The thing is that we live in a world where we’re really all a bunch of freelancers. Those of us who have been employees know that we’re going to go from job to job to job in our career. The days of hanging our hat in one place are over. The game has changed.

Sadly, many of us still seek the shelter of our employers with that W2 instead of going for the 1099. But when we opt for the W2, we’re telling the employer that we’re not his equal. That we are a servant. We’re selling our time for money. We’re playing the old game.

Whereas a 1099 could signal that you’re an equal.

A W2 tells the employer that you need him. Whereas as a freelancer (or consultant) you’re prepared to move if needed and you don’t mind having the responsibility of taxes. One less thing he needs to worry about.

Being an employee is using an old plan… and it’s going to get you a C in life. Being a freelancer, consultant, or other type of business owner gives you the opportunity to get an A. But like studying super long hours in college to get the A, being a freelancer comes with extra responsibility.

So it’s really up to us in whether or not we want the potential for a C life or an A life.

Which would you rather have? Your parents old desk job that they slaved away at for years or your self defined dream gig? Which one would you prefer to work towards?


So real quick, what are your initial thoughts of millennials having huge plans for their life? Did you have any yourself? I know you wanted to be something (even if it was an astronaut or fire fighter) that some might consider a stretch.

Share what you thought (as a high school or college student) you were going to be if everything went your way in life by leaving a comment below. Did you arrive there?

By the way, stay tuned next week when we explore Part 2 of the series: Millennials as Trend Setters.

The Emperor of Books on Empire Road

Somewhere on a road in South Africa is a homeless man. This homeless man, is no beggar, however. Instead, he earns by adding value to those around him. How? By doing something that is so inherently simple but so removed from his current condition that it’s kinda out of this world.

Philani reviews books. Not only does he review the books, but he also reviews authors AND publishers as well. The guy is amazing. To have that kind of knowledge, you have to have to read a ton!

When asked why he doesn’t sell drugs, he says, “I hate what drugs can do to you. You continue on into a money making machine.”

Watch more about Philani below:

In a world where people are looking for the next handout, this should serve as motivation for them to add their voice to the world. This guy is homeless – but yet he has it figured out. He’s adding value to the world and I’d be surprised that he’s on the street that much longer. Comment below on how you are or could possibly add value to the world.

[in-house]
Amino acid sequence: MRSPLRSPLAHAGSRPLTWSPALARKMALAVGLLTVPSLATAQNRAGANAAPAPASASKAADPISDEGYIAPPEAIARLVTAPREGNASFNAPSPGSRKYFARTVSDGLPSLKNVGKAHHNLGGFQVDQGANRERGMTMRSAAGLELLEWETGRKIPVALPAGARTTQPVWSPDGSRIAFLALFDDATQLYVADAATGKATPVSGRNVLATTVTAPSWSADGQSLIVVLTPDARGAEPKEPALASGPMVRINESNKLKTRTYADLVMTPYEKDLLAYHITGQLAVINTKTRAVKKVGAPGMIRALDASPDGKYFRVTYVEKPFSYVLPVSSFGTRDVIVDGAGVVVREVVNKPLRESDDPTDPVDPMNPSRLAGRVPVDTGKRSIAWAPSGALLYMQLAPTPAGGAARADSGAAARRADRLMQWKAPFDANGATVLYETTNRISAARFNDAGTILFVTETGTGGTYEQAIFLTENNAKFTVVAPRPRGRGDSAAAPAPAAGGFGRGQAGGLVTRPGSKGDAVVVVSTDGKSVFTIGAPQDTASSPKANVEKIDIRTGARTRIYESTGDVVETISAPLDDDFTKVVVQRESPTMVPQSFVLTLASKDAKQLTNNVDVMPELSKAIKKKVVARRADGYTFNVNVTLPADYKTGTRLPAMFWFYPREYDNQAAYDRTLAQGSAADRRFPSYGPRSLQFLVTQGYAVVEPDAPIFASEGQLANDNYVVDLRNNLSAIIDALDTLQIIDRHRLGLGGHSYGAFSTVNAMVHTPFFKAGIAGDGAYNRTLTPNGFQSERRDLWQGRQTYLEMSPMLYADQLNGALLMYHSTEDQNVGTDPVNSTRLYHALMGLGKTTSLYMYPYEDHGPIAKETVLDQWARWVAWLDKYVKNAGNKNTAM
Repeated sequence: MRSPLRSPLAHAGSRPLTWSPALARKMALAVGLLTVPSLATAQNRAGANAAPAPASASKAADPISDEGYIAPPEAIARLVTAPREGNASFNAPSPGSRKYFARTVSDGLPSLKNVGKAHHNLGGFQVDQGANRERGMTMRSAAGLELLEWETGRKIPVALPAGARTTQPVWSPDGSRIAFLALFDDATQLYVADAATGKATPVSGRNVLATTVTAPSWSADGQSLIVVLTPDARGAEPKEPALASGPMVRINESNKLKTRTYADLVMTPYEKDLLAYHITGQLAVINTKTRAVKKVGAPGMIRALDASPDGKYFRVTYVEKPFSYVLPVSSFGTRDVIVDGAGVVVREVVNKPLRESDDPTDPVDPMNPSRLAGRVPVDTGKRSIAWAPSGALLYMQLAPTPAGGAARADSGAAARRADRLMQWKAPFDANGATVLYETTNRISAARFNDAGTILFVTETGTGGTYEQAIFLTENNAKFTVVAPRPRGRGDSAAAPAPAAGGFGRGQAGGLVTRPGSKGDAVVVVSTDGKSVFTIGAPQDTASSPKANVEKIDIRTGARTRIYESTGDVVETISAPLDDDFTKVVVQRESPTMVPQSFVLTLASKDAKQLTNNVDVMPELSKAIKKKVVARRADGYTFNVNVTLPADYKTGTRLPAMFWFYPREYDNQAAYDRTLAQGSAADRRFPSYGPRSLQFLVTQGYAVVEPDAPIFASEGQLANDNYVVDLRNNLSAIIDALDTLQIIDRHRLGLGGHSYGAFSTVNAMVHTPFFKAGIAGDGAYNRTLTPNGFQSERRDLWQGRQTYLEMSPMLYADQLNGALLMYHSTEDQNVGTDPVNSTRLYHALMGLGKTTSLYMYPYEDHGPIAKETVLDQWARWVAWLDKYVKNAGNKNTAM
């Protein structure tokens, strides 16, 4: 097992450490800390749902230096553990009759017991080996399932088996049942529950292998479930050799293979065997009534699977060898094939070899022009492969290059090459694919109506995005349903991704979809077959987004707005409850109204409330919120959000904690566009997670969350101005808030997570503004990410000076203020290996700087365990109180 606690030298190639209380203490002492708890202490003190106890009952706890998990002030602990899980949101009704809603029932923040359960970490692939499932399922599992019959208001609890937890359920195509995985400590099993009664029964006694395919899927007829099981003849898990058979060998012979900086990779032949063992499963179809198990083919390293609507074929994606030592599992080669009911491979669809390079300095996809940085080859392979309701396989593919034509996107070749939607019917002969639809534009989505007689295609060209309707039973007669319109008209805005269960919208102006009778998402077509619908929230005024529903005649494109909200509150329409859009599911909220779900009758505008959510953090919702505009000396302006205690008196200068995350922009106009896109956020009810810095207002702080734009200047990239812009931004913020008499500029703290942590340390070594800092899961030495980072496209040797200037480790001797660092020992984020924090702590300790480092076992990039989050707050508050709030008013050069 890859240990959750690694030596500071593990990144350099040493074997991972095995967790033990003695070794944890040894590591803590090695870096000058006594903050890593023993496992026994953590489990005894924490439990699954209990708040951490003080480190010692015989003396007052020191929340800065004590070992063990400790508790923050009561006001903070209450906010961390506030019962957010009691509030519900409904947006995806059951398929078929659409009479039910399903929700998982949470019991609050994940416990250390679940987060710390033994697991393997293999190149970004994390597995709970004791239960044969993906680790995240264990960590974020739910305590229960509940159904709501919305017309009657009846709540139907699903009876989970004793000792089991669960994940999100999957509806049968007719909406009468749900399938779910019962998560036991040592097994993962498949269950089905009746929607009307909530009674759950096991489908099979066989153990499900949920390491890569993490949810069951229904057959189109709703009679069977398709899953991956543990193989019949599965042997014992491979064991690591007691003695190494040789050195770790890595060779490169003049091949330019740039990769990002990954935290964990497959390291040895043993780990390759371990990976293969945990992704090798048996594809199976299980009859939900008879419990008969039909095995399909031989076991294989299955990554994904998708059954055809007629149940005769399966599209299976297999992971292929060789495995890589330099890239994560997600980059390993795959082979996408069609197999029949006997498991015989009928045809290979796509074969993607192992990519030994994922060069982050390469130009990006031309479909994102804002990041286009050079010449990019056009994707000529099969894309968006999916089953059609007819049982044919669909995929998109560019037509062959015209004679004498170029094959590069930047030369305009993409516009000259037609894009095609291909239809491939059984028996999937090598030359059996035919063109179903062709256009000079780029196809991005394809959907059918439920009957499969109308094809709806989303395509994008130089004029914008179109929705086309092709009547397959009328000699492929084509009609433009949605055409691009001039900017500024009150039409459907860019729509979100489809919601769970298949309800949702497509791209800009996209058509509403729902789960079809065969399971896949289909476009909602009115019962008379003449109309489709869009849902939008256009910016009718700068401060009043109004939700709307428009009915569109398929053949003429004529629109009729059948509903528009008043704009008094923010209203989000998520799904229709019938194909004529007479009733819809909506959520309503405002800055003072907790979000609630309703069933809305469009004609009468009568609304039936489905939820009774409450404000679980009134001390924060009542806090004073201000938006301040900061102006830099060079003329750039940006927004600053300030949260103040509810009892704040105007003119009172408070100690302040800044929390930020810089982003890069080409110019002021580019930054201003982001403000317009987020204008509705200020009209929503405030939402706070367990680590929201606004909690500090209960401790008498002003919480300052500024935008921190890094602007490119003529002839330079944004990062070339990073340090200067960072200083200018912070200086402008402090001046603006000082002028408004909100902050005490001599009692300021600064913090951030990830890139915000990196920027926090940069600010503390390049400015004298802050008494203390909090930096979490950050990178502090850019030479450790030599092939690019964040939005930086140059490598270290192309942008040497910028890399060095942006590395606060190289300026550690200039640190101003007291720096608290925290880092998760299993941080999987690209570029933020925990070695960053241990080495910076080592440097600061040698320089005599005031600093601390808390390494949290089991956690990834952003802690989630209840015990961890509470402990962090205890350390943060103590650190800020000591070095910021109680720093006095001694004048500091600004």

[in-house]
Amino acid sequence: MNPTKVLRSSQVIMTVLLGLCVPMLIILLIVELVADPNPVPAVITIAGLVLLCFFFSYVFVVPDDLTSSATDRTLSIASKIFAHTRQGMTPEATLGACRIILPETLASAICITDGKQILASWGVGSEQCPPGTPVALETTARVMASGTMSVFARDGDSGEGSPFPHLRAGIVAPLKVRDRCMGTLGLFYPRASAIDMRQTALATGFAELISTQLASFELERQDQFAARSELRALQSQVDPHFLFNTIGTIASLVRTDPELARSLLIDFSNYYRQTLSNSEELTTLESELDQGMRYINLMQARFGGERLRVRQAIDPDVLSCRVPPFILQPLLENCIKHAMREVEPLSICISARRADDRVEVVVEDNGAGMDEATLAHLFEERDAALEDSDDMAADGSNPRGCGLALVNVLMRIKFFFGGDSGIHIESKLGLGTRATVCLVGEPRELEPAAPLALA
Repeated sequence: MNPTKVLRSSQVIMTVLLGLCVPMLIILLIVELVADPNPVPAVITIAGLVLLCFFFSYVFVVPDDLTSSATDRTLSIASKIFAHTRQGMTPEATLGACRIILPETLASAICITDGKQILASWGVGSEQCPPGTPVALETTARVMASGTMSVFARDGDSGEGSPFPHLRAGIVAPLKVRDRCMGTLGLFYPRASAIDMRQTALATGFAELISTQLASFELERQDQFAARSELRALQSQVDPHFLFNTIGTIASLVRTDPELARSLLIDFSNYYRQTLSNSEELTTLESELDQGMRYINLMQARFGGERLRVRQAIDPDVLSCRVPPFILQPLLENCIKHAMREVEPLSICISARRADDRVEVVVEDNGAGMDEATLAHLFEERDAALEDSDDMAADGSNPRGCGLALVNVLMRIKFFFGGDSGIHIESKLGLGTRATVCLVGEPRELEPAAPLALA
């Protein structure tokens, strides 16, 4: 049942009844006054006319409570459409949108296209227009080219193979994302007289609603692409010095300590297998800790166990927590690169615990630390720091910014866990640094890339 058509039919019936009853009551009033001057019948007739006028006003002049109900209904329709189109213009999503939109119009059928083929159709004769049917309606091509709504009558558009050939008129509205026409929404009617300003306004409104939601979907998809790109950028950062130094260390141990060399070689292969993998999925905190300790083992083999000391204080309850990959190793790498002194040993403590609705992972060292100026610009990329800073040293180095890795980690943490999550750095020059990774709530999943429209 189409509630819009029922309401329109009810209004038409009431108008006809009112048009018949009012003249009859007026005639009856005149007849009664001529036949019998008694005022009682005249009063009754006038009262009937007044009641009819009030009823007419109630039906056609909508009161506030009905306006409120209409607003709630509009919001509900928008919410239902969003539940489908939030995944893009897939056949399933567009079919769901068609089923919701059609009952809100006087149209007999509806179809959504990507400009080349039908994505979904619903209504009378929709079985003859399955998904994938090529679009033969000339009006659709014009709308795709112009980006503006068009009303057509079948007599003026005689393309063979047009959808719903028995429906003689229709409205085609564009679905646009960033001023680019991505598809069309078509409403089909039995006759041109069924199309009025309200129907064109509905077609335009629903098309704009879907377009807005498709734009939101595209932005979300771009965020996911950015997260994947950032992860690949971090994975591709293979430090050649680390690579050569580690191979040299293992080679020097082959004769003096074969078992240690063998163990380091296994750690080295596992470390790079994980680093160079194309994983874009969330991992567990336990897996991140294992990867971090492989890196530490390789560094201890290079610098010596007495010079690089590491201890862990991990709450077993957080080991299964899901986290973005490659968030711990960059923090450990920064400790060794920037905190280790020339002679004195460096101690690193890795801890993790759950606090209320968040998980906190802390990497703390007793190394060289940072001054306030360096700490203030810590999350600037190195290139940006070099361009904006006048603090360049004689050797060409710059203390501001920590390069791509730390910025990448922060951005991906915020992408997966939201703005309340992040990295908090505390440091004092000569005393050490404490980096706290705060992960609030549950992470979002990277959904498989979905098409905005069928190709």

How to Successfully Go Through the Minefield

Recently, I had the chance to listen to Tom Kunz, past president of Century 21, tell a story about a fellow who had the opportunity to have a private golf lesson with a certain professional golfer. There wasn’t much to the story but there was definitely a key part that I remember that went something like this:

“(The man) was out playing golf with the professional golfer. The Pro was watching him, trying to find out how the guy could improve his swing. In doing so, the Pro asked the guy what club he used the least and asked for it. The Man gave him the club and the Pro continued to swing the club as he would with one of his.

The ball flew and landed where he had aimed. He then turned around to the Man and said “Well, we now know it’s not the equipment!”

What Does It Mean?

There are various things we can pull from this story. For instance we could have realized that people are professionals because they can do things that most others can’t do as well. To become a pro, he probably had to put a lot of time into his craft.

The obvious thing I got from this story was that most of the time… it’s not the equipment. It’s not anyone else’s fault that you haven’t succeeded. You are a product of your own choices. The man probably wasn’t great with that club because he hadn’t used it.

Association is Key

Even those two things stick out there’s probably a more important aspect that is probably more important that might escape all of us at first. We might miss the forest for the trees. How? Well, this story reminded me that is association is important. Luckily, the man in the story had decided that he wanted to have help with his golf swing and found someone that had success at the level that he wanted. It would have taken him a lot more time if he had tried finding out the problem himself. Heck, he probably might not have ever tried using the club and would have focused more on just changing his swing on other clubs that he was better at. Now he knew that if he spent more time honing his time on this new tool, he might have more success in the future. Which was the better path to take? Personally, I don’t know. I’m not a golfer. However, the Pro had more experience and gave the man a pro’s perspective.

Once you figure out where you want to go in life, association with those that have been where you want to go is very important. It’s better to get experience from those who have already gone through the minefield so that you don’t have to find out the answers yourself.


Personally I have gotten to associate with plenty of people who are where I want to be in the future. But I still would love to get more time in with those are more successful than me in topics like internet marketing, passive income, and success.

What are your thoughts in finding association. Is there anything that is key that you would look for when you are looking for people to help you?